April 20, 2011 8:43 am
RISMEDIA, April 20, 2011-In recent years, volunteerism has become vital to the health of our nation's communities as nonprofit organizations struggle with limited budgets and resources. According to the Corporation for National and Community Service, more than a third of nonprofit organizations reported a significant increase in the number of volunteers they use throughout the year.
By teaching our children the importance of volunteerism and instilling values that promote community service, teachers, parents and caring adults have the power to inspire the next generation of America's leaders to be active members of society and give to those in need.
Here are a few innovative ways to promote community service and volunteerism among your children.
Service learning offers a unique opportunity for our nation's youth - from kindergarteners to college students - to get involved with their communities in a tangible way by integrating service projects with classroom learning. Service learning engages students in the educational process, using what they learn in the classroom to solve real-life problems.
Through service learning, students build character and become active participants as they work with others in their school and community. For example, students can visit with and entertain seniors at a local senior housing community or prepare disaster relief kits for families in need as part of a lesson on natural disasters. Or to learn about construction and the plant life cycle, students can make wood planter boxes and plant seeds - placing them around the grounds to beautify the school.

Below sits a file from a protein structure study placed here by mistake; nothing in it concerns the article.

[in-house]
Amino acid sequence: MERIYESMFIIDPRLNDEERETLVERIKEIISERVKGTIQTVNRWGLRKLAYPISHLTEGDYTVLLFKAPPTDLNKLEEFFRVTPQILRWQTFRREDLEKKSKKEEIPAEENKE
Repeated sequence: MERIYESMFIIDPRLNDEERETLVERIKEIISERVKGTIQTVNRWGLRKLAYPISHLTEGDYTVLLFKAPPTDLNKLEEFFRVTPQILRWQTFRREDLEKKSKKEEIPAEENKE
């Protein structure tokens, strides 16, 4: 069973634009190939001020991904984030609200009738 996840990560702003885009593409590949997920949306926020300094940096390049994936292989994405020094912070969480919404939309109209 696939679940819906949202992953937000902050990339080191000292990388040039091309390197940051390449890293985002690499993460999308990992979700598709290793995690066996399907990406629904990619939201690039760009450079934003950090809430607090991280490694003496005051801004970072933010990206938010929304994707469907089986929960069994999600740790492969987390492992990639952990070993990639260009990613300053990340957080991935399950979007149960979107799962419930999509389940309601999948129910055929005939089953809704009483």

In addition to promoting volunteerism within the classroom, there are many ways that parents and caring adults can encourage public service at home. For example, parents can plan a neighborhood clean up to make bettering the community fun for the entire family. Activities like these provide parents with the chance to show their children the importance of volunteering and the impact it can have. And studies show that children who volunteer are much more likely to continue as adults and carry on the tradition with their own children.
Local companies can also reinforce and model the importance of public service among children. For example, team members at Target have volunteered millions of hours to community projects which effect children-from reading to young people to helping make over school libraries across the country. They also provide specialized business knowledge to community and nonprofit partners through a variety of unique skills-based volunteer opportunities in areas including marketing, forensics and design and construction.
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